In this podcast, economist Max Dvorkin talks about his research into the impact of Chinese imports on U.S. jobs during the period 2000-07, a time when those imports were surging. In all, 800,000 manufacturing jobs in the U.S. were lost because of these imports, Dvorkin found. On the flip side, a like number of jobs were created in different sectors. In addition, the cheaper imports led to an increase in buying power of $260 a year on average for every American—for life, he calculated. Who won? Who lost? What’s left to learn? Listen to the 14-minute podcast.
The St. Louis Fed researches
many aspects of the economy, including labor markets.
An essay from 2014 showed that hours worked in the construction sector hadn’t recovered
from the Great Recession and was a main cause of slack in the overall labor
market. New data from FRED show that the construction sector may be rebounding.
Researchers at the Federal Reserve Banks in Philadelphia and Atlanta analyzed online job ads for 4 middle-skill occupations to determine what trends in college degree requests were present and to explore how characteristics of different metropolitan areas affected a prospective employer’s degree requests.
Job growth has been healthy for five years. However, many people still express concern over the health of the overall labor market. For example, Jim Clifton, CEO of Gallup, states that the “official unemployment rate, as reported by the U.S. Department of Labor, is extremely misleading.” He proposes the Gallup Good Jobs rate as a better indicator of the health of the labor market. At the heart of Clifton and others’ concern is what the official unemployment rate actually measures and whether it is a reliable indicator.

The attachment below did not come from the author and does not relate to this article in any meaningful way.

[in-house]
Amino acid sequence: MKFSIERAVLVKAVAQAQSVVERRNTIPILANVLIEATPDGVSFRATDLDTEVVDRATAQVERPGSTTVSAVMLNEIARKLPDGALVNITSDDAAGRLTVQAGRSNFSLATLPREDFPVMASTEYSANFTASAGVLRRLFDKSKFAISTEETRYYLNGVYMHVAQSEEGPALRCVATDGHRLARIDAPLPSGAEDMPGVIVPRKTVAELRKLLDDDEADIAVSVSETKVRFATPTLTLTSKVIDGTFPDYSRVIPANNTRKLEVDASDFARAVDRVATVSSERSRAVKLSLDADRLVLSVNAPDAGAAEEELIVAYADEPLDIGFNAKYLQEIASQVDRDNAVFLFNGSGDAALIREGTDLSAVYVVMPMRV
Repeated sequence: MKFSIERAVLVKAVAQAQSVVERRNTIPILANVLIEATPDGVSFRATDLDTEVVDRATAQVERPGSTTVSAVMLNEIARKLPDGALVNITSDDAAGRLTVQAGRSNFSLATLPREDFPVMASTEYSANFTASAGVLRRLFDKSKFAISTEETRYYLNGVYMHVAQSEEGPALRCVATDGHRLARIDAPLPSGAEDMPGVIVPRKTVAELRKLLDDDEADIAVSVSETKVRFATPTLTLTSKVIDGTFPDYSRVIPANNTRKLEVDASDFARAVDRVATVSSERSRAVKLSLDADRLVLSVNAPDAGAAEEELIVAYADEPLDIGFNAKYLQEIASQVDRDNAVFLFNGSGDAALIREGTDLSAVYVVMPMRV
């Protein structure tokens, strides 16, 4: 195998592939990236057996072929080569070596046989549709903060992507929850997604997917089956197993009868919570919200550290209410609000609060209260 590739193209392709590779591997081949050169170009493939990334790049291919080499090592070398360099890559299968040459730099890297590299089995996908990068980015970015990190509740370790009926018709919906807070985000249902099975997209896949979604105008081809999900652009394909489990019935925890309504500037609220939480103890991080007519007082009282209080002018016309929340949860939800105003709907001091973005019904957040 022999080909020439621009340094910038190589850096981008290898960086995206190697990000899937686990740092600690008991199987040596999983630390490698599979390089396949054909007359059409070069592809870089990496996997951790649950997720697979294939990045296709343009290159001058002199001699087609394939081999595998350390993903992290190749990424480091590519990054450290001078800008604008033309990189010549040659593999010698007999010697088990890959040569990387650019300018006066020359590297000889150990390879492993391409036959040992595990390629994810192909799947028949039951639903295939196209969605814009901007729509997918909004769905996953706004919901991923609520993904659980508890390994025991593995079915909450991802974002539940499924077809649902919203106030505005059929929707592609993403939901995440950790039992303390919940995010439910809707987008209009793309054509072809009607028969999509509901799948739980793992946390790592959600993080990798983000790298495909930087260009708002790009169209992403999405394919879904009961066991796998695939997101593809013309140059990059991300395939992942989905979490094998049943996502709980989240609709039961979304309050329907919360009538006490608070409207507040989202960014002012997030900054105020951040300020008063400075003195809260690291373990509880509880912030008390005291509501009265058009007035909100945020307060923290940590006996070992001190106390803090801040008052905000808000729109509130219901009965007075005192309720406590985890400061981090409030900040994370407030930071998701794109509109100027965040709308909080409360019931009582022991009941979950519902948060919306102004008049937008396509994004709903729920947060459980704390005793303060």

March 10, 2017: The BLS reported that total nonfarm payroll
employment increased by 235,000 in February, with the largest gains in
construction, private educational services, manufacturing, health care, and
mining. The unemployment rate was little changed at 4.7 percent, but was down
from 4.9 percent in February 2016. The number of long-term unemployed
(those jobless for 27 weeks or more) was essentially unchanged at 1.8 million.
The labor force participation rate also showed little change. The full
report is available here.
Feb. 3, 2017: The BLS reported that total nonfarm payroll employment increased by 227,000 in January, with job gains in retail trade, construction, and financial activities. The number of long-term unemployed (jobless for 27+ weeks) remained around 1.9 million. Since January 2016, that number has declined by 244,000. Labor force participation rose by 0.2% and total employment rose by 457,000 over the month. The full report is available here.
markets have improved since the Great Recession, but the average duration of
unemployment, which is an indicator of labor market health, remains high. Authors James Eubanks and David Wiczer set out to discovery why this is happening.